As a running dietitian (or a dietitian who runs), of course I can’t overlook the nutritional component of training. I wrote about nutrition here, and included a recipe for the most amazing waffles. I hope you’ve had an opportunity to try them – did I mention they’re amazing?

At this point in a half marathon training program (7-10 days out from the actual race day), tapering begins. Tapering is a fancy way of saying “Cut back on your training.” It may sound counterintuitive, but cutting back on the mileage and number of training days you’ve been doing allows the body to rebuild muscle and energy reserves – two things definitely needed on race day.

From a nutrition perspective, it makes sense to eat well THROUGHOUT your training, but especially in the last 1-2 weeks, loading up on high quality food is a good strategy, and it certainly won’t hurt!

Focus on lots of fresh fruits and vegetables for antioxidants, vitamins and minerals. Lean protein, both plant-based (beans, soy, nuts) and healthy animal choices (eggs, lean red meat, fish, chicken and turkey) provides amino acids and iron. Grains (preferably whole wheat) contribute critical carbohydrate, B vitamins and iron. Healthy fats like those found in olive and canola oil, avocado, nuts and seeds, and fatty fish keep you full, help your body absorb fat-soluble vitamins, and may help reduce inflammation. And don’t forget sources of calcium, from both plants AND animals; soy or cow’s milk, cheese, broccoli, yogurt, navy beans and almonds are just a handful of options.

It’s not a good idea to try a new food or drink the day before or day of your race – you don’t know how your body will react, and this is definitely not the time to find out!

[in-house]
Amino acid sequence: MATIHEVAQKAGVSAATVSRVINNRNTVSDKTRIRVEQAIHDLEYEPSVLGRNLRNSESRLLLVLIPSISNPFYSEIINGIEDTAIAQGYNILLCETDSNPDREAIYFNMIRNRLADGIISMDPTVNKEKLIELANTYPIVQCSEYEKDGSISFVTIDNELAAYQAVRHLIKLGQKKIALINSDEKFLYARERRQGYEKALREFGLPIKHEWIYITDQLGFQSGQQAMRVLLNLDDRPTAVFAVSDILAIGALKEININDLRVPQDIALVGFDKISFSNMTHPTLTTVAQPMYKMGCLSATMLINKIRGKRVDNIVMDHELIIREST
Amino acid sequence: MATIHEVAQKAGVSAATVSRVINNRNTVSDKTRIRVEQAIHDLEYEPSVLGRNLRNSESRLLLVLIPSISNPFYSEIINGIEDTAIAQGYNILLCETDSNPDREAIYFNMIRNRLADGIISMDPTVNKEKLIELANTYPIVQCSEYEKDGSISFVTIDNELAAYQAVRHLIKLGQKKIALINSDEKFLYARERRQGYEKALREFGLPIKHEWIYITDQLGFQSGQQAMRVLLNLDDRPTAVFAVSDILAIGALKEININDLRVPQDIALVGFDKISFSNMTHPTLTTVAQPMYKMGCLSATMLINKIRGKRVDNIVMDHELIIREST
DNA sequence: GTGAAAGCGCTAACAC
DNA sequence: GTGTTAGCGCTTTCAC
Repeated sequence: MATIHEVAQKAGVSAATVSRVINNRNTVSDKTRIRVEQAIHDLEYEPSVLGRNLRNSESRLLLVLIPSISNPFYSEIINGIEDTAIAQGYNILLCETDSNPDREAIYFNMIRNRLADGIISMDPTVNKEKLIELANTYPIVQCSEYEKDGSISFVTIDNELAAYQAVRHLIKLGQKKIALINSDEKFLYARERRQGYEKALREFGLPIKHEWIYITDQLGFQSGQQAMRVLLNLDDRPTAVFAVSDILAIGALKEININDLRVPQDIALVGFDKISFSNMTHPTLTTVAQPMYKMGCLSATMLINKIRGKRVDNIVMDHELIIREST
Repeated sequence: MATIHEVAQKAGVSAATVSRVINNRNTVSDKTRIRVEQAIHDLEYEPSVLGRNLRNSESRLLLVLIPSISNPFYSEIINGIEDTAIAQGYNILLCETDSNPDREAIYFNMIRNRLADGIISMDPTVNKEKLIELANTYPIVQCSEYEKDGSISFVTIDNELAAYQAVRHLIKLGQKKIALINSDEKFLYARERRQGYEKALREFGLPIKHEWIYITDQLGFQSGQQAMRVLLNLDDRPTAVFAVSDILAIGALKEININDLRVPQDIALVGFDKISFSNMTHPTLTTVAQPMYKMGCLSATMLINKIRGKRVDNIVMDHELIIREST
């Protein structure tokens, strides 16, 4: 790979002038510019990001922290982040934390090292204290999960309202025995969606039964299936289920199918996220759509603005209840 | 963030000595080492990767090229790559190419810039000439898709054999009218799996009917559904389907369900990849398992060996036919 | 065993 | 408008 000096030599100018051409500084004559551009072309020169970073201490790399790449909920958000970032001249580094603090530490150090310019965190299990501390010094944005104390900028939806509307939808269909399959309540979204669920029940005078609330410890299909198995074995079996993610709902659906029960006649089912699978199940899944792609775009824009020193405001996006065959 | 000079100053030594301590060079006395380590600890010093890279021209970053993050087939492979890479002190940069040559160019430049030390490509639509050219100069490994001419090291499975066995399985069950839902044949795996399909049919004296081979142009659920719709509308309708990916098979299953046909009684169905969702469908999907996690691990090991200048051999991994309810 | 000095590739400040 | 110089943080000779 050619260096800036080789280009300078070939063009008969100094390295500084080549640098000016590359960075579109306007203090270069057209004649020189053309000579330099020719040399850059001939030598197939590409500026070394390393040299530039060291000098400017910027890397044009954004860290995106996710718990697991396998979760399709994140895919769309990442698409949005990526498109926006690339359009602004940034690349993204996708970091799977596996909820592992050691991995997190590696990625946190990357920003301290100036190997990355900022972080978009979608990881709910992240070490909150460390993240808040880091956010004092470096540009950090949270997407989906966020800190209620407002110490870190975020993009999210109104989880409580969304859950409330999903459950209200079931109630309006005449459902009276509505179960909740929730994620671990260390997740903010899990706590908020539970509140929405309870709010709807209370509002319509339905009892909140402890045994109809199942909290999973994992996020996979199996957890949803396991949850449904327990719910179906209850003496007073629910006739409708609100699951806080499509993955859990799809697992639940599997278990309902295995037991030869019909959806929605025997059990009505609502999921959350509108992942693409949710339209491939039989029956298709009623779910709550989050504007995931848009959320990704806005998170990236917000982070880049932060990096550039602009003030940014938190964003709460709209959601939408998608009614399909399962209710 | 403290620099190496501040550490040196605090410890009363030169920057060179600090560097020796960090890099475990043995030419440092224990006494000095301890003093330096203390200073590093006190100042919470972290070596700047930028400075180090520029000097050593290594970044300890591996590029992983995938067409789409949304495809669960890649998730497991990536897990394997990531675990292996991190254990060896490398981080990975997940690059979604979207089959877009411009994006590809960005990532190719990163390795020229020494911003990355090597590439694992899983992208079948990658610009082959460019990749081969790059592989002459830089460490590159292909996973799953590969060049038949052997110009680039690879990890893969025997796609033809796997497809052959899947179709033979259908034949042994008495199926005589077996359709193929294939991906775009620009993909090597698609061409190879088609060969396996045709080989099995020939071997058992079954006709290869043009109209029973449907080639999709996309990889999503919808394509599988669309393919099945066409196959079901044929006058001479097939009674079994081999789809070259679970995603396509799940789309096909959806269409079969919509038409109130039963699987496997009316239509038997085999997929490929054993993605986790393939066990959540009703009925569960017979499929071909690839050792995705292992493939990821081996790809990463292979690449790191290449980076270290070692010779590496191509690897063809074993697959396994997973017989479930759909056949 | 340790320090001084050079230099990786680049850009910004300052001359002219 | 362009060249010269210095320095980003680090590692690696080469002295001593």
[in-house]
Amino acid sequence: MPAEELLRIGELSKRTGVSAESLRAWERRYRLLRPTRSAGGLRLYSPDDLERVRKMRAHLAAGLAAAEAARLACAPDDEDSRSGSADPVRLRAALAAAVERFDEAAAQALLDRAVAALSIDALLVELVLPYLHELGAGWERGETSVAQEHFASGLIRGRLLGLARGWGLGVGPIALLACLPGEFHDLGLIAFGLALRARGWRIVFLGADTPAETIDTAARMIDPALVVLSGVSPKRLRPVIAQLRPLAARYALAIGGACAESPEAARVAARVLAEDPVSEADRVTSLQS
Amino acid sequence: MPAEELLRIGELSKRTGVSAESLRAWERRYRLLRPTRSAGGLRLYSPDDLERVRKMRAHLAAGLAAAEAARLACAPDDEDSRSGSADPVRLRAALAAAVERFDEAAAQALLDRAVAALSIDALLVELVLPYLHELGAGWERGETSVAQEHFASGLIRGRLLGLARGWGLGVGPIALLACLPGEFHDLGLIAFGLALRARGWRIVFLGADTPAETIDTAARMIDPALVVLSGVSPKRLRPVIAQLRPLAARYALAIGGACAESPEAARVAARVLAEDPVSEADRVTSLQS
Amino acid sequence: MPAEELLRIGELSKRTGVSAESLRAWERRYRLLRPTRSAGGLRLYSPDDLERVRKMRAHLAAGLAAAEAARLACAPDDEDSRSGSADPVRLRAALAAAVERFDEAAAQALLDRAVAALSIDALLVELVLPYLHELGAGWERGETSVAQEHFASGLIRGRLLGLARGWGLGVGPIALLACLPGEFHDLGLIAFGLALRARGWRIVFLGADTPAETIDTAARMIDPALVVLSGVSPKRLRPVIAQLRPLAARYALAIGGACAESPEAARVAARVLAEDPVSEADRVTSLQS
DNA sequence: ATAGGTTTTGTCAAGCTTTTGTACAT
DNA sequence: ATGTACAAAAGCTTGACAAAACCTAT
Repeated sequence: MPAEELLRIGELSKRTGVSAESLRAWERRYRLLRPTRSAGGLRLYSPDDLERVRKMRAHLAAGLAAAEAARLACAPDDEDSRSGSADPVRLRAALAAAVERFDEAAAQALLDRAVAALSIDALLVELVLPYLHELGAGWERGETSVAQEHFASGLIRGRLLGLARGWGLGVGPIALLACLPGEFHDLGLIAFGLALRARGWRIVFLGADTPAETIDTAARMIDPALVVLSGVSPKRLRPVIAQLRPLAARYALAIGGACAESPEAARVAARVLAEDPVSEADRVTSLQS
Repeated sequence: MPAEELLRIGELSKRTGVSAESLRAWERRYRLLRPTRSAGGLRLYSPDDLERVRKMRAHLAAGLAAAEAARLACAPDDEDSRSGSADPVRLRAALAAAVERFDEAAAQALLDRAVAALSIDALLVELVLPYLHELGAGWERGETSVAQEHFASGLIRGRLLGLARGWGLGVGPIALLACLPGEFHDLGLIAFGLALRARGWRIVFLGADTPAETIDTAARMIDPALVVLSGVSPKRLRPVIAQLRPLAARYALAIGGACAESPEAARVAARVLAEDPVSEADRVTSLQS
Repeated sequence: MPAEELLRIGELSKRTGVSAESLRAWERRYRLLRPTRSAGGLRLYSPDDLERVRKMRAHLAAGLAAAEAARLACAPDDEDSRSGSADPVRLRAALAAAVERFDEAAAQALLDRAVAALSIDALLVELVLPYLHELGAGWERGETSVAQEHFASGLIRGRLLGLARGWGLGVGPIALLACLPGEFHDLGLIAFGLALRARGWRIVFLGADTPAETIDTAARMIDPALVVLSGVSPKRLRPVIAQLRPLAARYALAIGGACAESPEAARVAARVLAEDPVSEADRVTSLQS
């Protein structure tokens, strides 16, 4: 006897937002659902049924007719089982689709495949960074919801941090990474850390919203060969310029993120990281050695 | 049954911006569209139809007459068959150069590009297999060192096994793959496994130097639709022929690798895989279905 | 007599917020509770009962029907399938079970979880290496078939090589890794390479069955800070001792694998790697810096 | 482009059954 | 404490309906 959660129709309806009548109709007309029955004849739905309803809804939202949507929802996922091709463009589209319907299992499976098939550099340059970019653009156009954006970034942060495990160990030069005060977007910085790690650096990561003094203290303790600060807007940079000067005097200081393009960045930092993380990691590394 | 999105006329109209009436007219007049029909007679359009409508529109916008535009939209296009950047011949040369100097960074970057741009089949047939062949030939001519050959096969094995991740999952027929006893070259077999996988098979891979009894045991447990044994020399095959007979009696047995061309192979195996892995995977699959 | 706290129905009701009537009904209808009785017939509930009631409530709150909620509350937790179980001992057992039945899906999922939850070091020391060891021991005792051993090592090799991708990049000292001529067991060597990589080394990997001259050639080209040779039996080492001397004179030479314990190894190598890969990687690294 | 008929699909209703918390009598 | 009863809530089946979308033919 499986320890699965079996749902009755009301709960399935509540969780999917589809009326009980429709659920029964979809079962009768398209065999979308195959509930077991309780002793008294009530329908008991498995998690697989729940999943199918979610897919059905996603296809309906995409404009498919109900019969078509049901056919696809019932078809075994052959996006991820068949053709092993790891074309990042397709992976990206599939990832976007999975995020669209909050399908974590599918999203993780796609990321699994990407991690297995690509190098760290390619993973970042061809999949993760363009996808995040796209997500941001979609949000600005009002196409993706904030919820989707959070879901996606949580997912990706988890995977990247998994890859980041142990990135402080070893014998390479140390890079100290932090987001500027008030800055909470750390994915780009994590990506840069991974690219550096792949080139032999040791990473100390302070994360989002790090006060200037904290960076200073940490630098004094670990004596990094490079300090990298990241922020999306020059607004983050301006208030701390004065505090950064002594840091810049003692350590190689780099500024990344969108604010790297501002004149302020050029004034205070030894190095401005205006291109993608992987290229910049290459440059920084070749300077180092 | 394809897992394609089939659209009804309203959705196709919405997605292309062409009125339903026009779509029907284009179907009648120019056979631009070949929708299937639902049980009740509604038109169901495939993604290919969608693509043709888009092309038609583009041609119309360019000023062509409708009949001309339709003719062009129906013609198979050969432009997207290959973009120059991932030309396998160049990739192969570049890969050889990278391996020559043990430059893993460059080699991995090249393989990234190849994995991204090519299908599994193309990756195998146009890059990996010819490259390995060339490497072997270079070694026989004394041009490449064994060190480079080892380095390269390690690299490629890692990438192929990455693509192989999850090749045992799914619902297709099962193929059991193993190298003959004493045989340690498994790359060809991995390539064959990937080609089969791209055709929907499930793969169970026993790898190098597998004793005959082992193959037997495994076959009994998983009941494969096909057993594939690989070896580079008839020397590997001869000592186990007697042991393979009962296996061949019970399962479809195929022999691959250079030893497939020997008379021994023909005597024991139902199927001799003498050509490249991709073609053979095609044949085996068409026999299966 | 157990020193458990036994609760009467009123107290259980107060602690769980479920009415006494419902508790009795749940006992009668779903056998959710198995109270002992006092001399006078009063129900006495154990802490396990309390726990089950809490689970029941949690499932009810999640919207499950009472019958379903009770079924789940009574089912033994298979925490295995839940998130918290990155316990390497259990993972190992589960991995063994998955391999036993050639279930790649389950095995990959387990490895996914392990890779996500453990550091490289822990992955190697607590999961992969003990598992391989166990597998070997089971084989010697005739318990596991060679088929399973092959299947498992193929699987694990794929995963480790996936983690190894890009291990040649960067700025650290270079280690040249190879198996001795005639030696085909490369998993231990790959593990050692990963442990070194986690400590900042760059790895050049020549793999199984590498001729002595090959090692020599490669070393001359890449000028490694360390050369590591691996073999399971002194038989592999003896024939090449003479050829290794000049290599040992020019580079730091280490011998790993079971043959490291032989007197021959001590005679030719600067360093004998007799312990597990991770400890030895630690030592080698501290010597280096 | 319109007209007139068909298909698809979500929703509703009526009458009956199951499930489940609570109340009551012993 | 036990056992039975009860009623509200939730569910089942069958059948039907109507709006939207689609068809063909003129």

In an effort to help you load up on quality, nutritious food, I’m sharing a delicious tempeh dish that I prepared last night. If you’re not familiar with tempeh (a fermented soybean cake that tastes so much better than it sounds), here’s a light-hearted overview (and a recipe that looks delicious); And if you just can’t summon the wherewithal to try tempeh, simply substitute chicken, shrimp or lean beef.

My made-up recipe:

Sautéed Tempeh and Veggies With Quinoa and Peanut Sauce

1 Tablespoon plus 1 teaspoon canola or olive oil

2 packages tempeh, diced

1/2, 10 oz. bag fresh baby spinach

1/2 lb. button mushrooms, sliced

1 bunch green onions, sliced

1/4 cup low-sodium soy sauce

1 cup water

1. In a large skillet (I like to use cast iron) over medium heat, heat the oil. Add the tempeh and let cook until it begins to brown on one side. Toss it about to brown on a couple of sides (to brown all sides of each piece you’d be at this step forever – do the best you can). The tempeh will quickly absorb the oil; to prevent it from sticking and to add another layer of flavor, stir the soy sauce into the water and add to the skillet.

2. Let the tempeh cook, stirring every now and again, until it absorbs all of the soy sauce & water mixture.

3. Once the tempeh has absorbed the liquid, transfer it to a bowl and set aside. Add 1 teaspoon additional oil, and sauté the green onion for 2 minutes. Add the mushrooms and sauté until they begin to brown. Add the baby spinach (no need to chop, just add the whole leaves) and sauté the whole thing together for just a minute or two, or until the spinach begins to wilt. Don’t overcook or the spinach will be soggy.

4. Serve the veggies and tempeh over cooked, hot quinoa, rice, or a mixture of both. (Why this strategy? We had leftover rice in the fridge, but not quite enough, so I started a pan of quinoa while the tempeh was cooking. We combined the quinoa and rice – nice way to add different texture.) Don’t know quinoa? Try this:

5. And finally, we had peanut sauce left over from a tofu dish we’d prepared a couple of evenings prior Since tempeh and peanut sauce are simply made for each other, I drizzled it over everything – heaven! My two cents, cut back a little on the amount of ginger called for; although I love it, I felt it was a bit overwhelming.



Baby Spinach

Baby Spinach

Fresh Mushrooms

Fresh Mushrooms